With advancements in manufacturing technology, businesses need to know which processes and equipment work best for them.
In today’s blog post, we will talk about subtractive and additive manufacturing processes and compare CNC machining with 3D printing.
Continue reading to learn more about CNC machining and 3D printing and determine which one is best for your manufacturing project.
CNC machining and 3D printing are both computer-controlled technologies that can be used for prototyping, parts production, custom punch processes, etc. Since the processes are programmed and automated, there’s less chance of error and greater consistency in parts produced.
The main difference between the two is that CNC machining is a form of subtractive manufacturing, while 3D printing is additive. Machining cuts away a workpiece to create a finished part. This is achieved through milling (rotating tools) or turning (rotating the workpiece against a tool). CNC machining offers great dimensional accuracy on various materials, including metals, wood, and plastics.
3D printing creates finished parts adding layer upon layer using a laser, heated extruder, or any other energy source. There are different 3D printing technologies, each using different materials to create parts:
- Plastic filaments (FDM)
- Resins (SLA, DLP)
- Plastic or metal powders (SLS, DMLS, SLM)
CNC machining is the older of the two technologies, so it still has a strong foothold in the manufacturing sector. 3D printing came to the fore in the 1980s, and modern 3D printers are significantly more accessible and versatile than their predecessors.
In the past, 3D printing was more focused on plastics, as metal processes were costly and time-consuming. However, manufacturers now have access to more efficient additive manufacturing technologies that offer accuracy, speed, and cost savings.
Let us now compare the benefits of machining with 3D printing.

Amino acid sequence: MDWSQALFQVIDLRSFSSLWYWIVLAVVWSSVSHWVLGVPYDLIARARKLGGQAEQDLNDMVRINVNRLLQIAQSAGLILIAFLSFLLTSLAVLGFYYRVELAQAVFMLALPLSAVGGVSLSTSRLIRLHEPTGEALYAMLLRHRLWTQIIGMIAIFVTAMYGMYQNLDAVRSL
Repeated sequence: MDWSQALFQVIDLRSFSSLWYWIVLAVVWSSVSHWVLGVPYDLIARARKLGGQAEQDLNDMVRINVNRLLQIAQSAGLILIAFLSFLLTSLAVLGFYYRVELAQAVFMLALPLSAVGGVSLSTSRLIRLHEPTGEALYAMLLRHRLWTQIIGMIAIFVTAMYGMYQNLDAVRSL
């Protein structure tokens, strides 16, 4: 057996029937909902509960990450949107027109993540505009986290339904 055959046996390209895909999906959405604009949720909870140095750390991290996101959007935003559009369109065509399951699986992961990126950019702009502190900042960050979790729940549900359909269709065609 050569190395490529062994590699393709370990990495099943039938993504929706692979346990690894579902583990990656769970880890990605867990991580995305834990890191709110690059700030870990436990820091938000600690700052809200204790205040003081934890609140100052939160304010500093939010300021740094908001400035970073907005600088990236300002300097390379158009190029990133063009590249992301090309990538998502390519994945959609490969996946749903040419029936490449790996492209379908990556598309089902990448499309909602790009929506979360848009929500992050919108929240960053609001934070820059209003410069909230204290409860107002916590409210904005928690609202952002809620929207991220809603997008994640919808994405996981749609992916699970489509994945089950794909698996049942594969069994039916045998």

Ease Of Use
3D printers are easier to use than CNC machines. Once you prepare a 3D printing file, you need to select the part orientation, fill, and supports. The printer can be left unsupervised until the process completes.
On the other hand, a CNC machine requires a skilled operator to select tools, rotation speeds, the cutting path, and positioning of the workpiece.
That said, in case a 3D printer malfunctions, someone has to troubleshoot it to avoid the production of faulty parts.
CNC machining creates wastage as it involves cutting material away from a workpiece. However, there is little or no mess with 3D printing, which makes it an environmentally-friendly option. 3D printing also reduces the ‘buy-to-fly’ ratio, which is the weight difference between the raw material and the finished product.
While 3D printing permeates the manufacturing sector, it still hasn’t been utilized successfully for mass production. For larger orders, CNC machining still proves more effective.
Accuracy And Size Of Parts
While 3D printing offers greater freedom of shape and high geometric complexity, CNC machining provides greater tolerance and build volumes.
Finally, comparing the costs of 3D printing and CNC machining involves several variables. Generally, 3D printing is cheaper for low-production volumes or when you need prototypes or parts quickly. For larger quantities, CNC machining may prove more cost-effective.
At Cav Tool Inc., we help businesses in Detroit with all their custom die, punch, and tooling needs. Click here to get a free custom quote.